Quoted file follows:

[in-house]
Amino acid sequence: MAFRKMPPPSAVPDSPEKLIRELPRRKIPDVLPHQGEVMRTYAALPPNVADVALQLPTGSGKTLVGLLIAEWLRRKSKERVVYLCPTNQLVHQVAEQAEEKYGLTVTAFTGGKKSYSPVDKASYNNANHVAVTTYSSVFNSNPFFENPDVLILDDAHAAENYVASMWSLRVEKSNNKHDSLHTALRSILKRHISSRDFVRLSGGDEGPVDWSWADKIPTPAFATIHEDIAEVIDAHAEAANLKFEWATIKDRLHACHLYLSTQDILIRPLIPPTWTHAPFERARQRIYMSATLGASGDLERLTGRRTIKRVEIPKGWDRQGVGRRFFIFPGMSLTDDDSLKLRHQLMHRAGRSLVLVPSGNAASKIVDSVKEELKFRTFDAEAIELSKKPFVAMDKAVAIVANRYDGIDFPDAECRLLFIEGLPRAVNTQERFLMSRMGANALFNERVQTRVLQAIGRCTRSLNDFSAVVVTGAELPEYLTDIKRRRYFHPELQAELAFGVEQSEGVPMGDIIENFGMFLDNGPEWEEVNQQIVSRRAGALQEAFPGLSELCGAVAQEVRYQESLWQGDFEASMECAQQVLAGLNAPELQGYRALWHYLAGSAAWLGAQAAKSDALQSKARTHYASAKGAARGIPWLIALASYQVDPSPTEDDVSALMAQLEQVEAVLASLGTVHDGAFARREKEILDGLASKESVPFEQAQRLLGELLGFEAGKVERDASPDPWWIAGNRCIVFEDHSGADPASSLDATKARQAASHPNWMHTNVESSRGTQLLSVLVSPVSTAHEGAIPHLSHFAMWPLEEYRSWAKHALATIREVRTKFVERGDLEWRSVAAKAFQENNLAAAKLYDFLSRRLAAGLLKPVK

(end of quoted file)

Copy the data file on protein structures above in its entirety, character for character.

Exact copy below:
[in-house]
Amino acid sequence: MAFRKMPPPSAVPDSPEKLIRELPRRKIPDVLPHQGEVMRTYAALPPNVADVALQLPTGSGKTLVGLLIAEWLRRKSKERVVYLCPTNQLVHQVAEQAEEKYGLTVTAFTGGKKSYSPVDKASYNNANHVAVTTYSSVFNSNPFFENPDVLILDDAHAAENYVASMWSLRVEKSNNKHDSLHTALRSILKRHISSRDFVRLSGGDEGPVDWSWADKIPTPAFATIHEDIAEVIDAHAEAANLKFEWATIKDRLHACHLYLSTQDILIRPLIPPTWTHAPFERARQRIYMSATLGASGDLERLTGRRTIKRVEIPKGWDRQGVGRRFFIFPGMSLTDDDSLKLRHQLMHRAGRSLVLVPSGNAASKIVDSVKEELKFRTFDAEAIELSKKPFVAMDKAVAIVANRYDGIDFPDAECRLLFIEGLPRAVNTQERFLMSRMGANALFNERVQTRVLQAIGRCTRSLNDFSAVVVTGAELPEYLTDIKRRRYFHPELQAELAFGVEQSEGVPMGDIIENFGMFLDNGPEWEEVNQQIVSRRAGALQEAFPGLSELCGAVAQEVRYQESLWQGDFEASMECAQQVLAGLNAPELQGYRALWHYLAGSAAWLGAQAAKSDALQSKARTHYASAKGAARGIPWLIALASYQVDPSPTEDDVSALMAQLEQVEAVLASLGTVHDGAFARREKEILDGLASKESVPFEQAQRLLGELLGFEAGKVERDASPDPWWIAGNRCIVFEDHSGADPASSLDATKARQAASHPNWMHTNVESSRGTQLLSVLVSPVSTAHEGAIPHLSHFAMWPLEEYRSWAKHALATIREVRTKFVERGDLEWRSVAAKAFQENNLAAAKLYDFLSRRLAAGLLKPVK